5 Rules for a Meaningful Basketball Life: An Antidote to Chaos
Jordan Peterson is a Canadian clinical psychologist, and author of the book 12 Rules For Life: An Antidote to Chaos. One of the most insightful books you will ever read, keep the dictionary by your side because his vocabulary is on another level. A passage of 12 profound and challenging principles on how to live a meaningful life, combining ancient wisdom and modern research. Peterson will make you consider everything you do, know and have thought. I stole 5 of these rules, and considered how they relate to the chaos of being a basketball coach. This might be BS, but I hope it stimulates your thinking.
1. Stand Up Straight With Your Shoulders Back
“Dominance hierarchies are older than trees.”
“To stand up straight with your shoulders back is to accept the terrible responsibility of life, with eyes wide open. It means deciding to voluntarily transform the chaos of potential into the realities of habitable order… It means willingly undertaking the sacrifices necessary to generate a productive and meaningful reality.”
As a coach, command the court. Players are looking for leadership, they’re looking for certainty, they’re looking for someone to follow.
“You can’t fool kids, dogs or NBA players.” — Chuck Daly
You better be prepared and you better know your stuff. That breeds confidence and helps with buy in.
It doesn’t mean you’re a know it all, it just means there’s a ‘why’, a rhyme and reason to your thinking.
Live in reality. It’s a players game. Pass the credit and take the blame. That’s leadership.
To stand up straight with your shoulders back means to be the coach who takes a stand in the worst scenario’s, not the one who hides.
2. Treat Yourself Like Someone You Are Responsible For Helping
“To treat yourself as if you were someone you are responsible for helping is, instead, to consider what would be truly good for you.”
You have to believe that you have a vital mission in this world, and you are obliged to take care of yourself.
If you don’t sleep, eat like shit and don’t exercise — what example are you setting for your players? You’re sending the message that your own value is not important.
If you coach 24/7 and you have a family you never spend valuable time with, you’re a pretty bad team player.
Take care of yourself first, and every single part of your life will naturally play up a level.
When you treat yourself to your highest value, that is when you can coach at your best.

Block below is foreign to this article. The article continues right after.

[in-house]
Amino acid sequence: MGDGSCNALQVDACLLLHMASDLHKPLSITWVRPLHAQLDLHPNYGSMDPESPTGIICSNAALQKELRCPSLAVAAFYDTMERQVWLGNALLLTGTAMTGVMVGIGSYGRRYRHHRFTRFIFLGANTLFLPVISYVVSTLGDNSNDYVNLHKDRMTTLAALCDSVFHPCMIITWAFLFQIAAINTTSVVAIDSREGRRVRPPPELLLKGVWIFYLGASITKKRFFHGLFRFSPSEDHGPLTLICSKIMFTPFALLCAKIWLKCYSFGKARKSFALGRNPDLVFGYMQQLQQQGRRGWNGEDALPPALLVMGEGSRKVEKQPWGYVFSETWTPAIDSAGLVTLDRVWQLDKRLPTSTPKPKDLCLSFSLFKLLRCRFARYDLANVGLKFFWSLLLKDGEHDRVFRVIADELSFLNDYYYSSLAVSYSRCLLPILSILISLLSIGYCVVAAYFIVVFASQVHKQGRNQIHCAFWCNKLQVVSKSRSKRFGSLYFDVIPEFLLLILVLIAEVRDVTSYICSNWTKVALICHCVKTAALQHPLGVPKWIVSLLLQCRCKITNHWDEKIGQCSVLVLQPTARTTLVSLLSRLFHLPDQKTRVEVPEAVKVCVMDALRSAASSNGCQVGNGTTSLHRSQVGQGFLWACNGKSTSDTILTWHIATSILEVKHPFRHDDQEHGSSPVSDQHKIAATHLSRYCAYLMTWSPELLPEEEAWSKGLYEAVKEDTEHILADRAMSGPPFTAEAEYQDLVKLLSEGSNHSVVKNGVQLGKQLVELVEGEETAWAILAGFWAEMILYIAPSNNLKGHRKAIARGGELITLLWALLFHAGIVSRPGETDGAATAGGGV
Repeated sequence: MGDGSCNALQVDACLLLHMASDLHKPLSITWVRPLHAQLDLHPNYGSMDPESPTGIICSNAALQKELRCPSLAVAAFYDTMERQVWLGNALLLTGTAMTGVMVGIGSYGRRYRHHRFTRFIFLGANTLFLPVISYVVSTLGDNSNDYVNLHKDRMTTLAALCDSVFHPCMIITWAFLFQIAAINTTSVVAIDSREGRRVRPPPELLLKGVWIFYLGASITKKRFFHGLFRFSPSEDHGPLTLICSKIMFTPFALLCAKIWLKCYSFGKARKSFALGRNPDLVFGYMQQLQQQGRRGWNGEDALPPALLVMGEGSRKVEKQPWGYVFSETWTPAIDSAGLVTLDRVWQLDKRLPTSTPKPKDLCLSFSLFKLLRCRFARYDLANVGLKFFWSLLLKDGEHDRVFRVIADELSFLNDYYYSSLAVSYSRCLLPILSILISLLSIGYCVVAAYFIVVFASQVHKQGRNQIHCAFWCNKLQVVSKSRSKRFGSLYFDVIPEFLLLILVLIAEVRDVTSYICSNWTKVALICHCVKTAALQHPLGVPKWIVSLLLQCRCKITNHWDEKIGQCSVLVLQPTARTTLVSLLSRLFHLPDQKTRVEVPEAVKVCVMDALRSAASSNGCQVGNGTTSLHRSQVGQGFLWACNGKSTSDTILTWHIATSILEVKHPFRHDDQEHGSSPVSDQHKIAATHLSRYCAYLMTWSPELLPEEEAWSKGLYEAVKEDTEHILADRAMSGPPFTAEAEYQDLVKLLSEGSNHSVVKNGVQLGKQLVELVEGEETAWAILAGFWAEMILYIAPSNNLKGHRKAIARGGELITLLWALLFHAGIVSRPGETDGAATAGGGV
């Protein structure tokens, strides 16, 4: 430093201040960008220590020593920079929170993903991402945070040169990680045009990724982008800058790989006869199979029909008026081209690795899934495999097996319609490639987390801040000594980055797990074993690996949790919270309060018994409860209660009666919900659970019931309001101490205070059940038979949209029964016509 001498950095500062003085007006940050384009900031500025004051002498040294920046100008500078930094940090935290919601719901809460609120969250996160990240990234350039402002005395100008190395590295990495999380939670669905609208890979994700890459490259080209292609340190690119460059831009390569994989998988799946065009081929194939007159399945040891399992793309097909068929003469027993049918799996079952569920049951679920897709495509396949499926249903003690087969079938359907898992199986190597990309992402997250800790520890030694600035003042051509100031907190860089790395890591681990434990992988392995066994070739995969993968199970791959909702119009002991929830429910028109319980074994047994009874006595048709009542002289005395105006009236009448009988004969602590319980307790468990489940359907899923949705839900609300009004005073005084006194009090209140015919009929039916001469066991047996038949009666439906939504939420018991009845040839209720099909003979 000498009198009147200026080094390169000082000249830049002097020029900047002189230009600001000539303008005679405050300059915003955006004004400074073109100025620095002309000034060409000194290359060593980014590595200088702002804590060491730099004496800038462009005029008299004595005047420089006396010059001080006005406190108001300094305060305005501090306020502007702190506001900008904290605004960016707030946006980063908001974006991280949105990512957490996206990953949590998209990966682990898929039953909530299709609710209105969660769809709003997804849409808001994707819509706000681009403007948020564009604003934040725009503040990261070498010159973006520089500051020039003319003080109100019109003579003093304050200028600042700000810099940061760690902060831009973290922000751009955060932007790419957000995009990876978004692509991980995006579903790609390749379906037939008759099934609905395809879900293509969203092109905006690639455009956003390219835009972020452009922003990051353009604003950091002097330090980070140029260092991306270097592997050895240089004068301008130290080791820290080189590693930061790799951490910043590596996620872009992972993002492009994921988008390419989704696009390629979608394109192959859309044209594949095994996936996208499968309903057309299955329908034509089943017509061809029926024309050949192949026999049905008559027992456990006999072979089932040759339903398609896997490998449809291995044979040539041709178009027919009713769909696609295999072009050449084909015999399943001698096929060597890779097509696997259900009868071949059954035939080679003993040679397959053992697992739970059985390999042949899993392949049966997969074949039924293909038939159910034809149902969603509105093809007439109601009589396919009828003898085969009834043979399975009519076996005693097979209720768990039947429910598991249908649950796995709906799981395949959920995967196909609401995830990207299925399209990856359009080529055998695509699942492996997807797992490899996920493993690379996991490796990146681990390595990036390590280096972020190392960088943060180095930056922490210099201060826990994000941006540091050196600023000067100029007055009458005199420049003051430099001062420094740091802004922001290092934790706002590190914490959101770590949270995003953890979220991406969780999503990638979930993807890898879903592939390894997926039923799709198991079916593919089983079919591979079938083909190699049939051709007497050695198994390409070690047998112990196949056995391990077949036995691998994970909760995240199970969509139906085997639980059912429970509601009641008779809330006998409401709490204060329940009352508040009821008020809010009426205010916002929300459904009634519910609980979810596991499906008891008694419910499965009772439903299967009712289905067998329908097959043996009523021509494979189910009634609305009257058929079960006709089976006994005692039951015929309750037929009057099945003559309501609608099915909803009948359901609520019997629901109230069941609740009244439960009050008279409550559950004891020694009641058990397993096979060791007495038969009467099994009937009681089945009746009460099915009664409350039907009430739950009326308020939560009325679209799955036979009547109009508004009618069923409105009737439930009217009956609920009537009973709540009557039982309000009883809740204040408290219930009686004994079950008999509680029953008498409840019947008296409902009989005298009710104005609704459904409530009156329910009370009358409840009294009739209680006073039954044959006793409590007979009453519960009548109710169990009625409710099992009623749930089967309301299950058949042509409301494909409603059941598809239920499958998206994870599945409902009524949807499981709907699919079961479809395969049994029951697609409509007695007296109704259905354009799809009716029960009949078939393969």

3. Make Friends With People Who Want The Best For You
“If you surround yourself with people who support your upward aim, they will not tolerate your cynicism and destructiveness. They will instead encourage you when you do good for yourself and others and punish you carefully when you do not.”
Hang around with coaches who truly want the best for you, those who share with an abundance mindset.
You can’t fly like an eagle when you surround yourself with turkeys.
Remove the negativity, the gossipers, the lazy and those who are it in only themselves from your coaching circle. You know who they are, they’re sucking your energy.
It takes courage and guts to say no, don’t be a yes man — have some principles and beliefs.
4. Compare Yourself To Who You Were Yesterday, Not Who Someone Else Is Today
You have a career and friends and family members and personal projects and artistic endeavours and athletic pursuits. You might consider judging your success across all the games you play… You might object: I should be winning at everything! But winning at everything might only mean that you’re not doing anything new or difficult.
You might be winning but you’re not growing, and growing might be the most important form of winning. Should victory in the present always take precedence over trajectory across time?
“Comparison is the thief of joy.” — Jeff Van Gundy
“If winning a championship is the only goal for your organisation, you won’t last very long.” — Mike Budenholzer
Basketball is a comparison sport — there are winners and losers. People make the team, others get cut.
When you focus on not proving your team to everybody else but IMPROVING your team, that is when you have a chance for longevity. That is a growth mindset.
5. Pursue What Is Meaningful, Not What Is Expedient
“The better ambitions have to do with development of character and ability, rather than status and power. Status you can lose. You carry character with you wherever you go, and it allows you to prevail against adversity.”
“It’s not where you coach, it’s why you coach.” — Don Meyer
Are you coaching to win a title so people will pat you on the back and tell you how good you are? That feeling doesn’t last very long.
Are you pursuing a job or a position to fulfil your ego, or to make a greater impact?
People find out their true why when they’re punched in the mouth with adversity.